While Richard had a friend over, his grandmother spoke to him in Spanish and his friend was curious as to what she had said. Richard realized that it did not matter what she said, but how she said it: “This message of intimacy could never be translated because it was not in the words she had used but passed through them. So any translation would have seemed wrong; her words would have been stripped of an essential meaning”. Richard’s realization proved that although his family was more intimate when they spoke Spanish, their transition to English did not destroy their opportunity to be intimate once again. His experience shows that communication can reinforce racism through racial stereotypes shown through Rodriguez’s uncle’s critism of Richard’s ability to speak Spanish and how Rodriguez should feel guilty because of it, according to society’s standards. Yet, Rodriguez’s journey also proves that despite that, if one overcomes their fear of being judged by society because they do not authentically represent their identity, then they will come to realize that it is not the form of communication that will determine one’s bond with others, but that a relationship can and will nurture through any form of communication as long as they do not hold themselves to racial stereotypes. Although language has the power to form and break relationships, social media adds its own modern twist to battling racism through communication.

Twitter and other social media platforms have not only helped activists plan and organize protests, but they have been used to spread awareness and videos of shootings in daily life. Social media spread the video that was taken when Eric Garner was pulled over around the world and the shootings did not stop. Tatum describes the aftermath of Eric Garner’s shooting, “Where there had been conflicting narratives about the shooting death of Mike Brown, in the case of Eric Garner the video was clear. ‘Hundreds of thousands of people had watched the video of him pleading for his life and repeating, eleven times, ‘I can’t breathe,’ while Pantaleo squeezed the life out of his body’”(Tatum, 35). Not only has Twitter raised awareness of Black Lives Matter and police shootings, it has also united People of Color and allies to fight together against racism.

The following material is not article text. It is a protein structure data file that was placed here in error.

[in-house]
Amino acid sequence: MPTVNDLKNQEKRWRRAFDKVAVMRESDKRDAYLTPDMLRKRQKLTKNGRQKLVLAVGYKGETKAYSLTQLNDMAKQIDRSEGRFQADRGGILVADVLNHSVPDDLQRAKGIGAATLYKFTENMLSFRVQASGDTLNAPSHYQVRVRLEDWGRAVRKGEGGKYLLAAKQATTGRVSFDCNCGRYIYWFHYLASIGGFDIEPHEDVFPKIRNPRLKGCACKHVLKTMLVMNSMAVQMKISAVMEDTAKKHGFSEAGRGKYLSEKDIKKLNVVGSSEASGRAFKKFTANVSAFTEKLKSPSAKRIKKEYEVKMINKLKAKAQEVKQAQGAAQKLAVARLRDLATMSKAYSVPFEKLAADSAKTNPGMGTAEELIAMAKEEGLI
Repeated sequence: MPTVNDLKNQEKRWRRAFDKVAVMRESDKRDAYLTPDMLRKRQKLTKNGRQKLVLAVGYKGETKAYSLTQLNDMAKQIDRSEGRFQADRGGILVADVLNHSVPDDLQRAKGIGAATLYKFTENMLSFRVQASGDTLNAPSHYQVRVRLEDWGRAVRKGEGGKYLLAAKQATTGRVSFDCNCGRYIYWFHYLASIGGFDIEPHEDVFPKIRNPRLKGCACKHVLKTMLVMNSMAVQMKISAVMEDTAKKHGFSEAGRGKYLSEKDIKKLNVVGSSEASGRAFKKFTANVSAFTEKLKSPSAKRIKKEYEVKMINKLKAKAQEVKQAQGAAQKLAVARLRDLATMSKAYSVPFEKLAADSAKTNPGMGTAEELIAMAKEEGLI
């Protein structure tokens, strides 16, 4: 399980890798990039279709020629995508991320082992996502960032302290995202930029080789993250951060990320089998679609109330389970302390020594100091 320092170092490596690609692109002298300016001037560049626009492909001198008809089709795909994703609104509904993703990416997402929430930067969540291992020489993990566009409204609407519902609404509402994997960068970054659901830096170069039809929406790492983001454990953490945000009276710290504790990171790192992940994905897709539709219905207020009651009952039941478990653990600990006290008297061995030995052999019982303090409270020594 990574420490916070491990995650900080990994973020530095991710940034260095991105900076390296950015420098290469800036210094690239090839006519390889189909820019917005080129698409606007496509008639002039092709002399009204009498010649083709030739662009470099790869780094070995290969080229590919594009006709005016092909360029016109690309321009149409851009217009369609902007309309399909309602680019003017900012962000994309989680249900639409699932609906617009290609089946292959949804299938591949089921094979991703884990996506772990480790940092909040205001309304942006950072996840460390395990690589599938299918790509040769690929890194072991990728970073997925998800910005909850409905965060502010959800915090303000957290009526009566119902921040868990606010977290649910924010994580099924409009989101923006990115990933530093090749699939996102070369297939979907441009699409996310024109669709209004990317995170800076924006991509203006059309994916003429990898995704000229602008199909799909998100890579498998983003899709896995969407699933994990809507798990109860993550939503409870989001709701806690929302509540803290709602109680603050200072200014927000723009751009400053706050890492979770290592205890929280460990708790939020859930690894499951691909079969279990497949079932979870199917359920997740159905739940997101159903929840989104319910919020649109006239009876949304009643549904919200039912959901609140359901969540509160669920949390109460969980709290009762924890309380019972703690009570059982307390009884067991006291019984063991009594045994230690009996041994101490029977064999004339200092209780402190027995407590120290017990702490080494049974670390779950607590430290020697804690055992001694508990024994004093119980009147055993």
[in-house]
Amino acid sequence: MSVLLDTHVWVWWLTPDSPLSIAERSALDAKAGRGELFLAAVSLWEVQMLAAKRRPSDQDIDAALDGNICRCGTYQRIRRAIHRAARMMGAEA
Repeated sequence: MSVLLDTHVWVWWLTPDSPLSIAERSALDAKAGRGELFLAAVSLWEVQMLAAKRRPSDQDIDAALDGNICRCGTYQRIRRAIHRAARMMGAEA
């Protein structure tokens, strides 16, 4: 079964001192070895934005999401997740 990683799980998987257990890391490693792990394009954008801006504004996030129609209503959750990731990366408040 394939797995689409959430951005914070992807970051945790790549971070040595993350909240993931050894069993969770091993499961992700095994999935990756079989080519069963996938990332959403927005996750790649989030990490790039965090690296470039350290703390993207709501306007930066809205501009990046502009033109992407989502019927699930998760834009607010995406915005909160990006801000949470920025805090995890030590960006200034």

An activist from the Ferguson protests, DeRay McKesson, describes the advantages of Twitter during these times: “...You are enough to start a movement… you don’t need a VIP pass to protest. And Twitter allowed that to happen… I think that what we are doing is building a radical new community in struggle that did not exist before. Twitter has enabled us to create community”. People are shown that racism cannot be ignored and that “multiple sides to every story” cannot be used as an excuse when real lives are in danger. Racism is also evident in video games and online chatrooms.

Tatum describes African American teens struggle with racism through technology, “‘Almost every day on Call of Duty: Black Ops I see Confederate flags, swastikas and black people hanging from trees in emblems and they say racist things about me and my teammates’”. Racists communicate racial slurs through social media in these online chatrooms to target People of Color because the racists can hide their own identity and do not have to take ownership for their words. These tactics leave young minorities, especially African Americans, without protection from cowardly racists online.

One way that communication is used to combat racism in the online world is Amani Al-Khatahtbeh’s MuslimGirl. Following the 9/11 attacks, the racism towards Islam caused Amani to deny her religion. Soon after, the Al-Khatahtbeh family moved to Jordan which helped Amani rediscover herself as a Muslim and her passion for her faith. When they returned to the States, Amani decided that she would be proud of her identity and wear her hijab to school. When Amani became isolated at her school, she decided to use social media to communicate about her struggle: “... in 2009, still a teenager, she created a virtual ‘cafeteria table’ for herself and other young Muslim women by launching the website MuslimGirl… MuslimGirl evolved from a teenager’s refuge to a cultural phenomenon, garnering attention from mainstream media outlets and giving its founder a platform and eventually national visibility as a media commentator” (Tatum, 293-294).